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Is anything as it appears?

I’m a fan of the writing of the late Jim Thompson, pulp fiction author of the 1940s and ’50s. Probably his most famous quote is along these lines: “There are a hundred ways to tell a story, but there’s only one plot: Nothing is as it appears.”


One of the best reasons to have a notepad always at hand is because you never know when you’ll come across a quote like Thompson’s, and if you run into words like those, you need to capture them before they escape.


This becomes more and more necessary as you pile up the years, and they pile into you.

The Thompson quote reminds me of one I read yesterday.


If you put these two fundamental Buddhist ideas together-the idea of not-self and the idea of emptiness-you have a radical proposition: neither the world inside you nor the world outside you is anything like it appears.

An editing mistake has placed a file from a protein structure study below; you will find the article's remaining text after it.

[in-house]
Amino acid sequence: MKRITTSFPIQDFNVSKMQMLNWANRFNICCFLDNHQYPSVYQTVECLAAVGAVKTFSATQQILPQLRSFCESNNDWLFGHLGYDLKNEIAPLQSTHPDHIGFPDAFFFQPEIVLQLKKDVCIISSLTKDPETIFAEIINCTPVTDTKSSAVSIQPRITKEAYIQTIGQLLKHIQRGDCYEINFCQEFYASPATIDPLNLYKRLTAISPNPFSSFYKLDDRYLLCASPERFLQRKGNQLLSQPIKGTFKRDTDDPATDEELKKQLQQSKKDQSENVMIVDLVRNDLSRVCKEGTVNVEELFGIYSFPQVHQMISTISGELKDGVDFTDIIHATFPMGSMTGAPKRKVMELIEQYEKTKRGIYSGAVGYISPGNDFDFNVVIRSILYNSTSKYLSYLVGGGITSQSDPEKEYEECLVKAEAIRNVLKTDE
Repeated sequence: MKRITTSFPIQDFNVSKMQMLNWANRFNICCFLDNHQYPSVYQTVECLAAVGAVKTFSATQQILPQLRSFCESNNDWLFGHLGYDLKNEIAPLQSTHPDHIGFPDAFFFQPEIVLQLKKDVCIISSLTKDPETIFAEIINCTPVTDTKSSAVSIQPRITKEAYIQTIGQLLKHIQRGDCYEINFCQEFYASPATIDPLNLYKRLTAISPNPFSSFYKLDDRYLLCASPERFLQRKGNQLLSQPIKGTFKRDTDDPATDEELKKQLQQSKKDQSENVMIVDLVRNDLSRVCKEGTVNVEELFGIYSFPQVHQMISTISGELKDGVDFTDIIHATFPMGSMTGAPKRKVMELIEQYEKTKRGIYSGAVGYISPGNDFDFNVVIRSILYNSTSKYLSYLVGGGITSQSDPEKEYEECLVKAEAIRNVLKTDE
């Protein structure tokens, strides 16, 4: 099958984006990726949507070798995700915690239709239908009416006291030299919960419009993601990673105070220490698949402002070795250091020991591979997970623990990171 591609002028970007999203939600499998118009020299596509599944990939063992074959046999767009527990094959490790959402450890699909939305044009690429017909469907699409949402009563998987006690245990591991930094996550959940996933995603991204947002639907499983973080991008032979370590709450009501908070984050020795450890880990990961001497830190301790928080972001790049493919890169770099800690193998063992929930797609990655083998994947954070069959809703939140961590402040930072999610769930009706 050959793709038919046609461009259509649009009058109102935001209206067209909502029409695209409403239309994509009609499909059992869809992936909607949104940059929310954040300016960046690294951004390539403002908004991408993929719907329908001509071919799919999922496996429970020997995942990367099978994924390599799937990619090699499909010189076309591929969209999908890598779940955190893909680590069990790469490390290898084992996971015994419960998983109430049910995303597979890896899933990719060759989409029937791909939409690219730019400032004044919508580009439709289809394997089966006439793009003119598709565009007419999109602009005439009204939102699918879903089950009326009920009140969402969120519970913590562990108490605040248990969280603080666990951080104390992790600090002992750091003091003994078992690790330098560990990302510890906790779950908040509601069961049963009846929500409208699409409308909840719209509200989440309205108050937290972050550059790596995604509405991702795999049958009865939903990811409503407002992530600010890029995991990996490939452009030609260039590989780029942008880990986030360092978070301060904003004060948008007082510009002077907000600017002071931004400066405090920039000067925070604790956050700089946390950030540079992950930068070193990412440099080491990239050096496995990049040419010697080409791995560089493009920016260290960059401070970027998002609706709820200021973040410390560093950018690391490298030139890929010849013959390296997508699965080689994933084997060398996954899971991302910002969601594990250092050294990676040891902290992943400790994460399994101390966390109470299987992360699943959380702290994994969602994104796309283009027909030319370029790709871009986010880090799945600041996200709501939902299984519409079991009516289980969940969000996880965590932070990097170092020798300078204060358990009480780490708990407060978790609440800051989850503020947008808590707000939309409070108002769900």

ROBERT WRIGHT FROM WHY BUDDHISM IS TRUE


In these blogs, we talk about digging deep into yourself by keeping a journal, or jotting words on paper as they come to you, grabbing the words that erupt from the depths. We call this writing “unfiltered” because that is the goal of the exercise, to strip away facades and drill into bedrock.


But it just may be that the first rock you reach won’t be the bedrock. It might be a layer or two or three above it.


Or maybe we never reach bedrock.


That’s all right. It’s one of those deals where the pursuit is more important than the prize.

The worst that can happen is that we learn something about ourselves.


And maybe we find out that the “real us” isn’t quite as we thought it was.

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